Amazon Prime Day is right around the corner and with it we're expecting to see some considerable savings on the Amazon Fire TV Cube and Amazon Fire TV Stick 4K — two of the best streaming devices on the market. But before you can snap one up on the cheap, you'll need to know what they are, what they do, and how they differ.
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Amazon Fire TV Cube vs Fire TV Stick 4K: The Similarities
Let's start with the basics: Both the Fire TV Cube (opens in new tab) and Fire TV Stick 4K are a portal into the wonderful world of streaming, coming bundled with Amazon Prime Video and Netflix to boot. Looking for something a little more specific? The Amazon App Store is home to thousands of other on-demand services, such as BBC iPlayer and ITV Hub.
You'd think navigating such an extensive catalogue of content would be a tiresome task, but it's actually quite the opposite. That's because the Fire TV Cube and Fire TV Stick 4K come with the Amazon's Alexa voice assistant on board — just tell it the name of a show or movie you want to watch, and it will find it. It's that simple.
Alexa can also be called upon to control various smart-connected devices in your home, like a Nest Learning Thermostat and a Ring Video Doorbell. Before you can do that, however, you’ll first need to connect them to an Amazon Echo to strike up the connection to your Amazon account that will see them accessible through Fire TV.
Don’t be fooled into thinking the Amazon Fire TV Cube can’t access the same pool of 4K Ultra HD content as the Amazon Fire TV Stick 4K, because it doesn’t have 4K branding to boot — because it can. There’s oodles to choose from, across a host of different sources, including Amazon Prime Video (duh!), Netflix and YouTube.
Amazon Fire TV Cube vs Fire TV Stick 4K: The Difference
So, what are the differences between the Amazon Fire TV Cube and the Fire TV Stick 4K? Well, there aren’t a whole lot. In fact, there’s just one — it takes the basic streaming experience delivered by the Amazon Fire TV Stick 4K and fuses it with a built-in speaker, which lets it moonlight as an Amazon Echo when it’s not in use.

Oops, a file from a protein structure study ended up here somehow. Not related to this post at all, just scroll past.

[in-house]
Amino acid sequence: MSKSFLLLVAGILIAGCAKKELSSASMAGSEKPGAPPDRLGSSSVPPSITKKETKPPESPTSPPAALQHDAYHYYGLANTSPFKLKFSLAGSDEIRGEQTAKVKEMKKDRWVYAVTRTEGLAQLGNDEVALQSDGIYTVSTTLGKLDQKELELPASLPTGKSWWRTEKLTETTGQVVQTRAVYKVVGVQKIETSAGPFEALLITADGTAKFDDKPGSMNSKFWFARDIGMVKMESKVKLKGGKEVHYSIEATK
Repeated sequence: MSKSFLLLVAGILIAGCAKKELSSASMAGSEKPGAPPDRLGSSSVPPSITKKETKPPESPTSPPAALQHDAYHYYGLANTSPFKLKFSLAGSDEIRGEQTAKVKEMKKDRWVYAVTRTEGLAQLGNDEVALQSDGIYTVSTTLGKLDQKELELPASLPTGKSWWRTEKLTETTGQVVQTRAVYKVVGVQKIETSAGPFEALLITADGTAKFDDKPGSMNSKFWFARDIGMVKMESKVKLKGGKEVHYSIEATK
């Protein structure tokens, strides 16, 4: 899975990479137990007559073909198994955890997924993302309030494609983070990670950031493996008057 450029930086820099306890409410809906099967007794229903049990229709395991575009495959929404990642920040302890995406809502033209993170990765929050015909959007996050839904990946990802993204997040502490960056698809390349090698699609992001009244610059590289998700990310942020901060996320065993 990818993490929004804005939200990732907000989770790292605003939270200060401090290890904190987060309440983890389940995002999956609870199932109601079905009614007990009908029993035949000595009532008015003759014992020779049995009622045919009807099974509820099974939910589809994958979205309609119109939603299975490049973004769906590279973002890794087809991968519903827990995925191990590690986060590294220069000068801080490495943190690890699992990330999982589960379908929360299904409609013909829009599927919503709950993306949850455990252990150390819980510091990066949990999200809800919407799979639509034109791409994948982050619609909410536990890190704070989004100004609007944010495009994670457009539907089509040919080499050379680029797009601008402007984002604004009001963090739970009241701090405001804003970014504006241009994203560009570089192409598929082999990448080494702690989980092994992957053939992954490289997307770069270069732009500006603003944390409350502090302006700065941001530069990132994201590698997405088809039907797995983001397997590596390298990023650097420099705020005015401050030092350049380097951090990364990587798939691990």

That means you can use the Alexa hot-word when your TV isn’t turned on — and without having to press a button on the remote, as is the case with the Amazon Fire TV Stick 4K — to instruct the digital assistant to search the internet, sift through linked accounts for contextual information (calendar events) and control accessories.
The speaker can also be called upon to stream music through Amazon Music Unlimited. It’s worth keeping in mind, though, that the sound quality is about level with the Amazon Echo Dot, so it won’t be powering a concert at the O2 or a house party, but it’s ideal for light listening while doing some dusting or ironing.
We’d be foolish if we didn’t point out that in order to house an integrated speaker, the Amazon Fire TV Cube is considerably larger than the Amazon Fire TV Stick 4K, as their names would have you believe, and thus can’t dangle behind a TV; instead needing to be positioned on a flat surface, like an entertainment stand or mantle.
Amazon Fire TV Cube vs Fire TV Stick 4K: Which Do I Need?
For most, the Amazon Fire TV Stick 4K will impress, delivering one-click access to a slew of on-demand streaming services for a fraction of the price, The Amazon Fire TV Cube, on the other hand, is for those looking to broaden their viewing experience by merging that basic viewing experience with what’s essentially an Amazon Echo.
Amazon Fire TV Cube vs Fire TV Stick 4K: What If I Don’t Need 4K?
If you don't own a 4K TV and the benefit of being able to use Alexa while the television is turned off doesn't appeal to you, we have some good news: There's a cheaper Amazon Fire TV Stick out there that's exactly what you need. It's called the... erm... Amazon Fire TV Stick (no 4K this time) and tops out at Full HD streaming.
A Note For UK Readers
Here's the kicker: The Amazon Fire TV Cube isn't available in the UK, so folks there will need to choose between the Amazon Fire TV Stick 4K or Amazon Fire TV Stick, depending on whether they have a 4K TV or not. For the full hands-free Alexa experience, they'll need to add an Amazon Echo into the mix.